Tags: 63 | quasars | discovered | astronomers

63 Quasars, Each Billions of Years Old, Discovered by Astronomers

An artist's rendering of a very distant quasar courtesy of ESO/M. Kornmesser. (Carnegie Science)

By    |   Tuesday, 13 Sep 2016 03:09 PM

Astronomers have discovered 63 new quasars, the largest number reported in a single scientific study.

A survey, led by Eduardo Bañados, an astronomer at the Carnegie Institution for Science, shows a number that almost “doubles the number of known quasars in the early universe,” UPI reported.

Quasars are “among the oldest — and brightest — objects in the observable universe,” The Christian Science Monitor noted. However, due to the fact that these objects are located at some of the farthest parts of the universe, their findings are few and far between for many scientists.

That all changed Monday when 63 quasars, each said to be more than 12 billion years old, were discovered using high-powered telescopes, The Christian Science Monitor reported. These new findings could provide scientists with new insight into how the universe emerged from its “dark ages.”

“The formation and evolution of the earliest light sources and structures in the universe is one of the greatest mysteries in astronomy,” Bañados explained to Phys.org. “Very bright quasars such as the 63 discovered in this study are the best tools for helping us probe the early universe. But until now, conclusive results have been limited by the very small sample size of ancient quasars.”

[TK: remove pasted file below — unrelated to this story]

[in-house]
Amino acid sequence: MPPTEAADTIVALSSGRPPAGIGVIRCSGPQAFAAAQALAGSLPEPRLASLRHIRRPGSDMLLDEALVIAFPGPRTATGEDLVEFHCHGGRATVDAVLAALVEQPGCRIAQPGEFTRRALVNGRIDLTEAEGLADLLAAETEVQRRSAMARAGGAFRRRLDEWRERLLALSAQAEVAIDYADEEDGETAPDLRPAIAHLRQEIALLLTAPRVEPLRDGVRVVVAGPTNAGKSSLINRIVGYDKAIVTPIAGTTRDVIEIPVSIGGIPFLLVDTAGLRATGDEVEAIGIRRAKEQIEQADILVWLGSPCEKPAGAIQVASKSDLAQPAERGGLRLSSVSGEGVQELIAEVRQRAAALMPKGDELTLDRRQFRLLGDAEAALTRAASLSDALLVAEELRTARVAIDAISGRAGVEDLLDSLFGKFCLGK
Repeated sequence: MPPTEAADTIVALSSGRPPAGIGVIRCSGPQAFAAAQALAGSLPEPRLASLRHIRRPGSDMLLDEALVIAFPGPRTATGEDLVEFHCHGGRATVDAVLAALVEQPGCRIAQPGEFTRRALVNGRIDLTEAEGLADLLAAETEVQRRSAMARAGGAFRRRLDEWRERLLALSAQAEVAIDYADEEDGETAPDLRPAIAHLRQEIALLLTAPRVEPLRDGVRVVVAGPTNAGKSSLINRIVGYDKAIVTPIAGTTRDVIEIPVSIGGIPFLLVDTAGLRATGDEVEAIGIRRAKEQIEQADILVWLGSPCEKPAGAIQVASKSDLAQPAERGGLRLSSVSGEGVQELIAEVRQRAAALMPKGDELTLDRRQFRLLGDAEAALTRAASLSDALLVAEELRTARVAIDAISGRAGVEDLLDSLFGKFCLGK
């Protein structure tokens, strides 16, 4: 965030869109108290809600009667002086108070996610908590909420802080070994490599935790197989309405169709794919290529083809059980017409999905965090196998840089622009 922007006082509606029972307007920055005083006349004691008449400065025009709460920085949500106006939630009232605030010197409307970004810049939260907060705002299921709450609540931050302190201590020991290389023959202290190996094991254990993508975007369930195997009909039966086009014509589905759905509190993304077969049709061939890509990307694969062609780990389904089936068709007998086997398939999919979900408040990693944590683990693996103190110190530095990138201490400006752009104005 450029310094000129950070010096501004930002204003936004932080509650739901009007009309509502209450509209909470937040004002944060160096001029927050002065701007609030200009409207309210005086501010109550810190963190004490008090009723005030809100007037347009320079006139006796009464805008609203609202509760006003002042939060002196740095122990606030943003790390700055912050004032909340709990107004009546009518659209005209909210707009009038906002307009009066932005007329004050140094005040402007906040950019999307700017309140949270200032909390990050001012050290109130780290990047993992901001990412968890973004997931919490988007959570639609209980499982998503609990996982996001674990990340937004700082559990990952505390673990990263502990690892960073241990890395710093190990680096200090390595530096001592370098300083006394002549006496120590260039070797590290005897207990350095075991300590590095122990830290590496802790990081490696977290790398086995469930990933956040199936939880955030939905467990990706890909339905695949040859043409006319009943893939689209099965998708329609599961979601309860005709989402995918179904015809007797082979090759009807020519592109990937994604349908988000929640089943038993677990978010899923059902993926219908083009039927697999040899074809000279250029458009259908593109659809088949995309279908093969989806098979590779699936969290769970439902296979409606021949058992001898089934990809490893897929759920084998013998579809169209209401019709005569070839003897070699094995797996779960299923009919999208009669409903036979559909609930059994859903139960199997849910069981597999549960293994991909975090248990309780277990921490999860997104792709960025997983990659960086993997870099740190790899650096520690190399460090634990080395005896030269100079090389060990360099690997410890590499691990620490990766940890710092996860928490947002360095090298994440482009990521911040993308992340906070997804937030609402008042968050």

Scientists say the Big Bang was the birth of the universe and is when the universe began to cool, before light was present. Scientists also believe “it wasn’t until gravity slowly condensed the plethora of hydrogen atoms that the universe’s first sources of light came into existence,” UPI noted.

Astronomers believe quasars may have been some of the first sources of light in the universe.

Bañados’ new survey will be published in the Astrophysical Journal Supplement Series, according to UPI.

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Astronomers have discovered 63 new quasars, the largest number reported in a single scientific study.
63, quasars, discovered, astronomers
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2016-09-13
Tuesday, 13 Sep 2016 03:09 PM
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